Guilty of remix?

In the US the pioneering webcaster Postclassic Radio has been found to be in violation of the Digital Millennium Copyright Act for streaming consecutive tracks (actually consecutive movements from a symphony) from the same CD.

Is it right to prevent emerging technologies such as the internet and music streaming from being used for the long-established practice of remixing culture?

I recently quoted Lawrence Lessig, Stanford law professor, and originator of the Creative Commons alternative to copyright who explained: "Culture is remix. Knowledge is remix. Politics is remix. Everyone in the life of producing and creating engages in this practice of remix.Companies do it. Politicians do it ... We all do it. This is what life is in the expression of creativity. Remix is how we live."

Remixing has a pretty long history with some pretty impressive practitioners. Berio's Sinfonietta remixes Mahler. Tippett's Third Symphony remixes Beethoven. Shostakovich's Fifteenth Symphony remixes Rossini and Wagner. Stravinsky thought he was remixing Pergolesi in his ballet Pulcinella, but it turns out it was actually Dominico Gallo, and Elgar remixed himself in the sublime Music Makers. The Lutheran chorales in Bach are remixed secular songs, and many medieval composers such as Guillaume Dufay remixed popular songs of the day in their Mass settings such as the Missa L'homme armé.

Remixing has long been an established practice in rock music. George Harrison was sued for remixing when he allegedly infringed the copyright on the song He's So Fine, which was composed by Ronald Mack and performed by The Chiffons, in his composition My Sweet Lord which was released in 1970 on the album All Things Must Pass.

The court in Bright Tunes Music Corp. v. Harrisongs Music, Ltd., 420 F.Supp. 177 (1976), ruled that George Harrison had infringed upon the copyright of He's So Fine . The decision was precedent setting as the court acknowledged that Harrison may have unconsciously remixed the tune. The ruling stated: "His subconscious knew it already had worked in a song his conscious did not remember... That is, under the law, infringement of copyright, and is no less so even though subconsciously accomplished."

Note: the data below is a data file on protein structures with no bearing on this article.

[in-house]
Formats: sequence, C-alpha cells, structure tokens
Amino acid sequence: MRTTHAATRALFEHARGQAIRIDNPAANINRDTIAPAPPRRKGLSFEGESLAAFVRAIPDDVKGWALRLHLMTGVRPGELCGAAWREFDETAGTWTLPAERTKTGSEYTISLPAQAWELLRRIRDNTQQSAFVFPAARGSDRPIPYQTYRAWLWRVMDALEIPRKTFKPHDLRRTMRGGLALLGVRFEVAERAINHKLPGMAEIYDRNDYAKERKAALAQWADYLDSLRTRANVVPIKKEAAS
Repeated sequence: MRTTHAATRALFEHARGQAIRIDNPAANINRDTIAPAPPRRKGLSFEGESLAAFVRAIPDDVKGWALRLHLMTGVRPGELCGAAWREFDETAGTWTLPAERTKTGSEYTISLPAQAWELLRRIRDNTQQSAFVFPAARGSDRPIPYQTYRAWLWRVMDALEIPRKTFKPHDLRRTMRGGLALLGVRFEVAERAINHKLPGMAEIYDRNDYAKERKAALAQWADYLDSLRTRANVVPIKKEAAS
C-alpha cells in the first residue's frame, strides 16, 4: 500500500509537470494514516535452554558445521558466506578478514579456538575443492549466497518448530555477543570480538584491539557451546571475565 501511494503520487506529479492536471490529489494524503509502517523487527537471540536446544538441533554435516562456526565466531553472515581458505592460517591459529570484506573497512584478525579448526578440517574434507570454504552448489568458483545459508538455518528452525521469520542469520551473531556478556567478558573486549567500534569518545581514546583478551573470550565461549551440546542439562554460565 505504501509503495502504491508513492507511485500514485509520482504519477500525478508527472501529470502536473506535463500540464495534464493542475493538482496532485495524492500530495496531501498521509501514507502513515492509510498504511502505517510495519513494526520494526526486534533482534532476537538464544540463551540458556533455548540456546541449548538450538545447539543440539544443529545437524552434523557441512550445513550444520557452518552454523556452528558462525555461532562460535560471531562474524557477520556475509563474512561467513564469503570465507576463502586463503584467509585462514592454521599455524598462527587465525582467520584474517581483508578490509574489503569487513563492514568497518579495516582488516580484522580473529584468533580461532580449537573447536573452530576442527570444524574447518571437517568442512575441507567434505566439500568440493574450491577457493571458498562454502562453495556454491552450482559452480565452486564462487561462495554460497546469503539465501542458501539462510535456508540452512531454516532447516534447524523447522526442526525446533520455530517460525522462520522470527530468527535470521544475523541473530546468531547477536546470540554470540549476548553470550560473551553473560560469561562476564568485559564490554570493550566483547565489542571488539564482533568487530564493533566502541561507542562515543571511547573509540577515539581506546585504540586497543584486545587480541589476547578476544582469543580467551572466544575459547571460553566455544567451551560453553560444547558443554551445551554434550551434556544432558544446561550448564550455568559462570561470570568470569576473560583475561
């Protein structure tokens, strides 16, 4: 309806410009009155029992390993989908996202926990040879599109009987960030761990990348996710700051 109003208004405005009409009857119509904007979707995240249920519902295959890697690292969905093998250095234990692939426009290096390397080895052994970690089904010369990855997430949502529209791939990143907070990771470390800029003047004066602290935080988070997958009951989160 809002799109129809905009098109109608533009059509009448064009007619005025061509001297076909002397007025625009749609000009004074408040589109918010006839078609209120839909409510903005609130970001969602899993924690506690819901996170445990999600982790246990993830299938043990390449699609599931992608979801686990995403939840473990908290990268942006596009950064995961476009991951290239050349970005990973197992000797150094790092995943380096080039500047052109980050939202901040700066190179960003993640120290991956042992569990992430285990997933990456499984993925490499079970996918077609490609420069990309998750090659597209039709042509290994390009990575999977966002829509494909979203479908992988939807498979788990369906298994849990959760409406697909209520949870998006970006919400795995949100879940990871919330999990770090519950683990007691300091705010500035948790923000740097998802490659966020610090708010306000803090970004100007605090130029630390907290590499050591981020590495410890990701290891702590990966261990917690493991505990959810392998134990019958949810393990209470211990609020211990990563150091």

There are examples of remixing even holier than George Harrison's My Sweet Lord. The German scholar Karl David Ilgen put forward the view that there are nearly twenty documents that make up the biblical Book of Genesis, and that the documents were assembled by three separate groups of writers.

And of course blogging is the ultimate expression of remix. The previous paragraph was gently remixed from Peter Watson's book Ideas, A History from Fire to Freud, and the two paragraphs before that were slightly more vigorously remixed from a copyright website (nice one). And this post will be remixed at New Music reBlog, we now even have a book that remixes blog posts as hardcopy, and so on .........

On An Overgrown Path has previously been accused by internet evangelist Jeff Harrington (who remixes himself on New Music reBlog) of being on the side of the record companies. That is untrue. I try wherever possible to be on the side of the angels. For me the angels are those adding the most value to music making, and that includes composers, musicians, and some record companies who have successfully remixed themselves, such as Zig- Territoires, Alpha and MaxOpus.

Postclassic Radio says its objective is to promote "weirdly beautiful new music from composers who've left the classical world far behind." In my book that is adding value to music making. And for me, as we say here in England, the Digital Millennium Copyright Act is an ass for finding it in violation.

Check out Postclassic Radio founder and composer Kyle Gann's own blog for more on this story,and thanks to that other excellent webcaster Classical Junk for the heads-up on this story.

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Pliable said…
An obvious omission from my list of 20th century 'remixes' was the Bach chorale in Berg's Violin Concerto.

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